The brief skirmish between James and Kanter was all a footnote in the end because the Cavs came back from a 15-point fourth-quarter deficit to win the game.

James engineered the comeback with seven points and eight assists in the fourth quarter — many of which were to Kyle Korver (19 points in the fourth quarter).

After the win, James took another dig at Jackson, who was removed as team president in late June. He said the Knicks (7-6) were playing well, in part, because Jackson didn’t influence how the club ran its offense anymore.

“I think Jeff, the coach, Jeff Hornacek is finally — with the release of the old fella, he’s finally allowed to implement what he wants to do on the team and he’s showing it’s very effective,” James said, smiling as he said “old fella,” a reference to Jackson.

James, though, didn’t want to address the on-court incident with Kanter after the game.

“Nothing,” he said. “We got the win. I’m not going to get, uh, I’m not going to say that guy’s name again, anyway.”

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Back on Cleveland Cavaliers media day in late September, LeBron James came into the new season with a fresh mind and body.

“This is one of the best offseasons I’ve had in my career,” James said. “And I’m extremely excited.”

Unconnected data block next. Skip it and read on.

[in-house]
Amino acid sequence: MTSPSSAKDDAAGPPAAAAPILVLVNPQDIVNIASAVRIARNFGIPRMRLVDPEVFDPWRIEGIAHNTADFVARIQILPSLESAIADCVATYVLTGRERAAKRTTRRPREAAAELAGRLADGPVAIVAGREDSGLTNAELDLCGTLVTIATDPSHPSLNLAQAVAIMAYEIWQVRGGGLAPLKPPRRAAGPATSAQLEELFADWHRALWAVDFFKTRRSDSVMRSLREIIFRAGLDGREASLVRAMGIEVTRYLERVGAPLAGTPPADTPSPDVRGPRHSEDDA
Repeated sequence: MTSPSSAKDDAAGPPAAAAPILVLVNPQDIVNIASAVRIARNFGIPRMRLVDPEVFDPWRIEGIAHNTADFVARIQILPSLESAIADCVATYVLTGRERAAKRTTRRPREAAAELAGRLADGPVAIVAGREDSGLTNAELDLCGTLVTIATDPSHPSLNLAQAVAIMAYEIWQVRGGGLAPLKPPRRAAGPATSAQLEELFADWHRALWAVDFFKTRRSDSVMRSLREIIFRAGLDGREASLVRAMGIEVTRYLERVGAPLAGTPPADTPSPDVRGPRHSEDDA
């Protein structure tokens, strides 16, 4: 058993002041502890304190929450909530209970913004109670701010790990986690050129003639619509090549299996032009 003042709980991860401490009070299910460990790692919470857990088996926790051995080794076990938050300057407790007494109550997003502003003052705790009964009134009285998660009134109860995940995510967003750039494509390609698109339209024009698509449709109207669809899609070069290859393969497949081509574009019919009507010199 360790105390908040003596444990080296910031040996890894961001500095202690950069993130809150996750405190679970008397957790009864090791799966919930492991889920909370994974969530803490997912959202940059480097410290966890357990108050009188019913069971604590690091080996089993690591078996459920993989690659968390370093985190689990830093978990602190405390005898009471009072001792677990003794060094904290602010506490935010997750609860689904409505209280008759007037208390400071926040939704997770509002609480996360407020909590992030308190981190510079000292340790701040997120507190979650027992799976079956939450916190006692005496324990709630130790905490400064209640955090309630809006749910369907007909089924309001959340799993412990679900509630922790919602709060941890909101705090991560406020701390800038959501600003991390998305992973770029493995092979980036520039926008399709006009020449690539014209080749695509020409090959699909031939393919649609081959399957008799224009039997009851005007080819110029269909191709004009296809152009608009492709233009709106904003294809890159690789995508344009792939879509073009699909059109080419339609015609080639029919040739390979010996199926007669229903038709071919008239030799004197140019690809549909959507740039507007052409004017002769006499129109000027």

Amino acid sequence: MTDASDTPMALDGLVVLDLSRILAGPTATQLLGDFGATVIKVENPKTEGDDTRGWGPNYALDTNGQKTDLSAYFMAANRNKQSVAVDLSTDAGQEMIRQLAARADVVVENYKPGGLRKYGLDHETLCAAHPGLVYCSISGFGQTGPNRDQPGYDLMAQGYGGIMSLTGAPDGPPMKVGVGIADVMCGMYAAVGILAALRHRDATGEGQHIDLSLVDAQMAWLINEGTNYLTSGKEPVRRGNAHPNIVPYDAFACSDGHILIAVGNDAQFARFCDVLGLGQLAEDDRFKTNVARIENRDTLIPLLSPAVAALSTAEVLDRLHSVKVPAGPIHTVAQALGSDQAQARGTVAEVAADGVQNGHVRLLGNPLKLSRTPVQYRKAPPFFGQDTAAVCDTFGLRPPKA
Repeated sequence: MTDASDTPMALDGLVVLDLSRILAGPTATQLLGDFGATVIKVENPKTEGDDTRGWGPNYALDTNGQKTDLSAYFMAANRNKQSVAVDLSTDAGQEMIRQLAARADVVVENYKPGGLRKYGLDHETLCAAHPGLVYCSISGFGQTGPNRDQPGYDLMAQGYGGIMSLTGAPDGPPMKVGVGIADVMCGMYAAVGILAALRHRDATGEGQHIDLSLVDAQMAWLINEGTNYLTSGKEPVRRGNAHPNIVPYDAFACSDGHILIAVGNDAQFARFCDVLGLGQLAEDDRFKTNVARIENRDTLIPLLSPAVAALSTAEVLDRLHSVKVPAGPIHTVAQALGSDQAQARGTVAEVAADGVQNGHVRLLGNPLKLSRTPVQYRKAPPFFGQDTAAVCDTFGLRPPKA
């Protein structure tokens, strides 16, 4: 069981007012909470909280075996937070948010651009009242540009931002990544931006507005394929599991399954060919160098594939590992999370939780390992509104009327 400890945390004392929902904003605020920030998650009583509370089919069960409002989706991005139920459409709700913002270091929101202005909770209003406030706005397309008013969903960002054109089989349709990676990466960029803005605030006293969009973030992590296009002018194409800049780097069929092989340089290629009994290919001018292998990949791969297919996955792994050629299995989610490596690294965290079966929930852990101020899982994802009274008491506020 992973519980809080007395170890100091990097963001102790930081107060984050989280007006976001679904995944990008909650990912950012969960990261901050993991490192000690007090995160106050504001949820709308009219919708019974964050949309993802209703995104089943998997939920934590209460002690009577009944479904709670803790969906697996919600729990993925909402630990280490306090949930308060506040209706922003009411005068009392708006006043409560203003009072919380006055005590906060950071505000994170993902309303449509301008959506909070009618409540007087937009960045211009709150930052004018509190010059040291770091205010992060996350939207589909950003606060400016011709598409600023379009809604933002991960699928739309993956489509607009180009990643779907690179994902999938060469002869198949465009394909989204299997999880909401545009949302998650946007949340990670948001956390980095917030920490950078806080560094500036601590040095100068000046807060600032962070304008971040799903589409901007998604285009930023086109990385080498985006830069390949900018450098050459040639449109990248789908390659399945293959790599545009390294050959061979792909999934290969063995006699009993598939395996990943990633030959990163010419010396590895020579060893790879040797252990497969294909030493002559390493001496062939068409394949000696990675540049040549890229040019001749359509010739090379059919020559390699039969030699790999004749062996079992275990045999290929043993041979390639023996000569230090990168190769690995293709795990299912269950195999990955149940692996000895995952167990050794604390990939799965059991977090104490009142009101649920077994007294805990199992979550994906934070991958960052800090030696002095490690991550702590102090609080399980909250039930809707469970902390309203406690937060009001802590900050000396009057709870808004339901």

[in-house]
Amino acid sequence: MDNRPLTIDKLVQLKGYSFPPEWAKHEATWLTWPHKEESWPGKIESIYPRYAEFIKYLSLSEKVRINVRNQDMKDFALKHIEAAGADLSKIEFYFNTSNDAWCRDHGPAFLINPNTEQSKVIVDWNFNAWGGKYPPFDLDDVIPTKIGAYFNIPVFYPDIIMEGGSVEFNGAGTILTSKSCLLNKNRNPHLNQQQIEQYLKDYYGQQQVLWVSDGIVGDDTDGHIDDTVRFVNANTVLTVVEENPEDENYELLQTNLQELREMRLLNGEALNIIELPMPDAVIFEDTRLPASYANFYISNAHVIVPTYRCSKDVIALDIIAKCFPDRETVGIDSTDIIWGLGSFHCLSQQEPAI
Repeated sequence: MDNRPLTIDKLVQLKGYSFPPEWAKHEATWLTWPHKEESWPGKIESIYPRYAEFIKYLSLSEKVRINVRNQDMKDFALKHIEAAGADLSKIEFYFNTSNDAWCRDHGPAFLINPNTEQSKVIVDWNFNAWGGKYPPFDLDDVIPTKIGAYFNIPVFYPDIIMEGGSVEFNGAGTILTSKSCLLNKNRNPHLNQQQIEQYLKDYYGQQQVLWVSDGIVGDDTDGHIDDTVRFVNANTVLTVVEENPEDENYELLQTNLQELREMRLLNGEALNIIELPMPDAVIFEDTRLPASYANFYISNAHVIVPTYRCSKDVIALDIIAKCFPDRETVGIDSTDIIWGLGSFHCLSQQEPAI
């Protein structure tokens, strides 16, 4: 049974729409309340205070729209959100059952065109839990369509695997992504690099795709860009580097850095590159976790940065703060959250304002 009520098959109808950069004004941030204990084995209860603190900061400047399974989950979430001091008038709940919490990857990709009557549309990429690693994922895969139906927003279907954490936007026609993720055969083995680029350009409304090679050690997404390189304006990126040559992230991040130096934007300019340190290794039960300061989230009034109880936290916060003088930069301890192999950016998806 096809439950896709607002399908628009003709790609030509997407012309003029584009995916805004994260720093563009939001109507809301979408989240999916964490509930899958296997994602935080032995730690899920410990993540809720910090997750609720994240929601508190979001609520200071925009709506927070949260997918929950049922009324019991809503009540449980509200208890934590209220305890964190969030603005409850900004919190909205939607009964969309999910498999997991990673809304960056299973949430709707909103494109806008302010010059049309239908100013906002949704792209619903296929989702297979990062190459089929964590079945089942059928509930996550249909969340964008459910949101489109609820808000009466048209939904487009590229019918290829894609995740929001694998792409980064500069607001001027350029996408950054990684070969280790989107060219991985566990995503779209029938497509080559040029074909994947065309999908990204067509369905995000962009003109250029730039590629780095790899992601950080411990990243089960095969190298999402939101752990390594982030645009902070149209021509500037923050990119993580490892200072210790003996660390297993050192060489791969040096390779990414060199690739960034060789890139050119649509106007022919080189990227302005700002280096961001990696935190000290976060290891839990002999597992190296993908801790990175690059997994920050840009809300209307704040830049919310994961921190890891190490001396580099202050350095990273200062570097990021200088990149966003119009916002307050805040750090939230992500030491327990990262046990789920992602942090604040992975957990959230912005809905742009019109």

After spraining his left ankle, however, and only playing in one of the Cavs’ five preseason games, followed by a 3-4 start to the regular season, James admits that all the air from his summer training was let out of his balloon when he got injured.

“This was probably the worst training camp for me in my career because of the injury,” James said at Cavs shootaround Wednesday morning before their game against the Indiana Pacers. “I didn’t get an opportunity to do the things that I like to do and with the summer that I had, I kind of had a setback.”
LeBron James is averaging 24.6 points, 7.1 rebounds and 8.6 assist per game.
With the Cavs coming off three straight trips to the NBA Finals, training camp might have been looked at as nothing more than a tune-up had Cleveland returned its core. However, Kyrie Irving’s offseason trade request set off a string of roster moves that resulted in the Cavs bringing in eight new players this season.